“If you’ve got a business – you didn’t build that. Somebody else made that happen.”

    I think it was much more than a political gaffe. I honestly believe it’s how the President thinks about business owners. He regards them as over-priviliged and under-taxed. Most likely, because he has never run a small busines. Sure, they have a huge advantage of environment and infrastructure here in the U.S. But, they have paid for much of that with their taxes.

    This comment has been blown way out of proportion and used by the Romney campaign for political posturing. But, it certainly hasn’t endeared the President to small business owners, many of whom are struggling. It also isn’t likely to help small businesses create jobs and reduce unemployment, knowing he wants to raise their taxes.

    • says

      The red tape small business owners have to go through, and the amount of forms and taxes here in California is SHOCKING! Makes many small business owners want to just give up. Hopefully our mayor is doing some streamling for us. $850 in an annual franchise board tax for example is taking advantage of small business owners, for example.

      If you and SBOs hate taxes, why don’t all Americans vote against politicians who raise taxes? Or, do we only complain when we are affected, and don’t care about other’s people’s taxes getting raised if ours isn’t?

    • Janna says

      @Bret: Whether you like Obama or not, it is silly to deliberately take him out of context. Romney should criticize him for real things, not fake things. Obama said “Somebody invested in roads and bridges. If you’ve got a business, you didn’t build that. ” THAT obviously referred to the roads and bridges (i.e. infrastructure)

      For Romney to come back with “To say what he said is to say that Steve Jobs didn’t build Apple Computer…” makes him a liar and untrustworthy.

      • says

        Janna,

        Whether you like Mitt Romney or not, calling him a liar seems silly. I’m not a big Romney fan myself, but I think you could make your point without sinking down to name calling.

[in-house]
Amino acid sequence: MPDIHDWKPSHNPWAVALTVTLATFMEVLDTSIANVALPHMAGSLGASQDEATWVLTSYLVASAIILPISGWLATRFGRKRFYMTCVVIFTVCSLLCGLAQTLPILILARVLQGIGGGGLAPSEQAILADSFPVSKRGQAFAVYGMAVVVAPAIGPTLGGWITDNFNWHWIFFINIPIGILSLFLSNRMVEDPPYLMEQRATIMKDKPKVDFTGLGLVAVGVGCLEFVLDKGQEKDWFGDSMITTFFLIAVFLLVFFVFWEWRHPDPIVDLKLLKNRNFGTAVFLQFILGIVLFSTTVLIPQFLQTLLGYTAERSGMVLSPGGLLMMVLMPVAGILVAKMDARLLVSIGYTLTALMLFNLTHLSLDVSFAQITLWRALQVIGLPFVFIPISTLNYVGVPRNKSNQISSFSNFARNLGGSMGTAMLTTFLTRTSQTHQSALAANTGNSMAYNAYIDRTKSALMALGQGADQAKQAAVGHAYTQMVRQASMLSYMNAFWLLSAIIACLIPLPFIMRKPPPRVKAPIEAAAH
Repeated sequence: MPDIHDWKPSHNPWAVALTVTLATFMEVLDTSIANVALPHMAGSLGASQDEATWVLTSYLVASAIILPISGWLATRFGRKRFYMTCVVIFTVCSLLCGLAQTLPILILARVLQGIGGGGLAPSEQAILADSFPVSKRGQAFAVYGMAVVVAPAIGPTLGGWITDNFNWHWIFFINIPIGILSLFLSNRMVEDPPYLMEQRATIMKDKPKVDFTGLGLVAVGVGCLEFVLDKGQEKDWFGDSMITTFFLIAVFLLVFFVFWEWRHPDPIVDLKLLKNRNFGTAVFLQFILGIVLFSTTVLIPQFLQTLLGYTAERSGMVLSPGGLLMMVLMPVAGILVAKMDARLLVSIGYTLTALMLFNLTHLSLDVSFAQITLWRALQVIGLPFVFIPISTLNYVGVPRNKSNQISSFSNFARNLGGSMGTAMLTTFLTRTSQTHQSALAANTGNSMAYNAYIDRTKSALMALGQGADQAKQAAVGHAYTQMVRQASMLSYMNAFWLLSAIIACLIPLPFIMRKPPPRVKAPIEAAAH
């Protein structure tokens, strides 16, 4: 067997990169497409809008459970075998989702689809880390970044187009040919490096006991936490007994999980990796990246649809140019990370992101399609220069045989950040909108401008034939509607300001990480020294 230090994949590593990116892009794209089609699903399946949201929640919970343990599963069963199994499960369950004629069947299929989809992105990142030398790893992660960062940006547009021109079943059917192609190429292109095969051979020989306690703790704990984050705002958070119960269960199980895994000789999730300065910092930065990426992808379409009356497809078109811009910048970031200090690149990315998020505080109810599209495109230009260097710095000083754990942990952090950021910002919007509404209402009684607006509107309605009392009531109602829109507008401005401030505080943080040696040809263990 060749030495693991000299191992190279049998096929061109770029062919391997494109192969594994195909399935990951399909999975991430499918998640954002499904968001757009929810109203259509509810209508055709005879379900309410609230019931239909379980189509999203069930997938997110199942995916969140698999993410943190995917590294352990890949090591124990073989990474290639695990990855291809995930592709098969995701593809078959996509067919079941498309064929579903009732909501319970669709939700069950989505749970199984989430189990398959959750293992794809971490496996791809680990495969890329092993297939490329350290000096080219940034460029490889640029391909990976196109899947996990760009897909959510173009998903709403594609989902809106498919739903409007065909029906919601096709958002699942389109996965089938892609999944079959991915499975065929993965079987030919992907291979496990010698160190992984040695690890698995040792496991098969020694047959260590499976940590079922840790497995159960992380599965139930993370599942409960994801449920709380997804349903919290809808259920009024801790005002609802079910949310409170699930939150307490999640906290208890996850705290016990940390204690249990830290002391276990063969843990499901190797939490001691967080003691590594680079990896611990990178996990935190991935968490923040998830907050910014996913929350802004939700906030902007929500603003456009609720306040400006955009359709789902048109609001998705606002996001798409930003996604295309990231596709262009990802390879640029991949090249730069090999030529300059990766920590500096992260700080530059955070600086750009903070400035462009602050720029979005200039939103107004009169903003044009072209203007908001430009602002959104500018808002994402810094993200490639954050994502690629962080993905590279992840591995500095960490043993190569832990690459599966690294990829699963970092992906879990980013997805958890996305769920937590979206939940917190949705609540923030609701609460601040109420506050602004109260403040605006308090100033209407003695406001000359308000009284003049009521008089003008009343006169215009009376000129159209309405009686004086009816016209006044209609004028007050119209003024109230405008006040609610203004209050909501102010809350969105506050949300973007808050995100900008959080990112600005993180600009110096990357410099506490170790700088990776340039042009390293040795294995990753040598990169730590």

I didn’t vote for President Obama and I don’t agree with many of the things he does. I have both praised him and taken him to task on my blog a couple of times. One thing I have always been is respectful of any standing President, whether I agree with them or not. Another thing I don’t do is take someone out of context. We are all aware of the entire conversation, which I addressed in my comment. As I stated above, I honestly believe the President feels that way about small businesses, or I wouldn’t have said it.

        Two of my brothers have small businesses in our town and they have a fair amount of employees. Both are very concerned about the future, which has put a damper on hiring. They are the most concerned about their healthcare costs rising drastically. This is one reason why unemployment remains so high. Business owners are afraid to hire in this climate. They definitely pay their fair share of taxes, which helps pay for the roads and bridges they use. They both believe less government is preferable to higher taxes. I tend to agree with them.

        • Janna says

          I agree with you that we need to give small business owners who are creating jobs a big break. I think we should be doing that and not giving tax breaks to businesses who are sending jobs out of this country. I’m sorry if you were offended by my calling Romney a liar. When I saw that quote of context yet again I had to say something. I’m sure there are many who still haven’t heard or understood the entire context.

        • says

          Janna,

          I was not offended whatsoever by your Romney comment.

          I am not thrilled with either cadidate and wish we had better choices.

          Thanks for the lively debate and for respecting my views and opinions.

          Bret

  15. says

    Powerful people are not always affluent. The power you describe is wholly materialistic – the kind that’s not humble or enlightening. Politicians are responsible for turning the world into a powerful mess! I wouldn’t call these people powerful as I am so often disturbed about what lies beneath the numbers! Powerful people do not enjoy parading themselves, they are quiet leaders and work on enhancing their intellectual property portfolio over bricks and mortar.

    • says

      How is being the CEO of 14,000 people at Yahoo materialistic? How is being the Mayor of SF materialistic? These folks in my post aren’t parading themselves to the public at all.

      Help me understand your anger and what is bothering you in your personal situation?

  16. Darwin's Money says

    It took me a while to really believe, but outside of routinely collecting a paycheck (although office politics are tough to ignore), networking is how you make things happen. You can be the smartest guy around, have the best ideas or have a lot of money to put to work, but if you don’t connect with the right people, your chances of making something big happen are quite limited.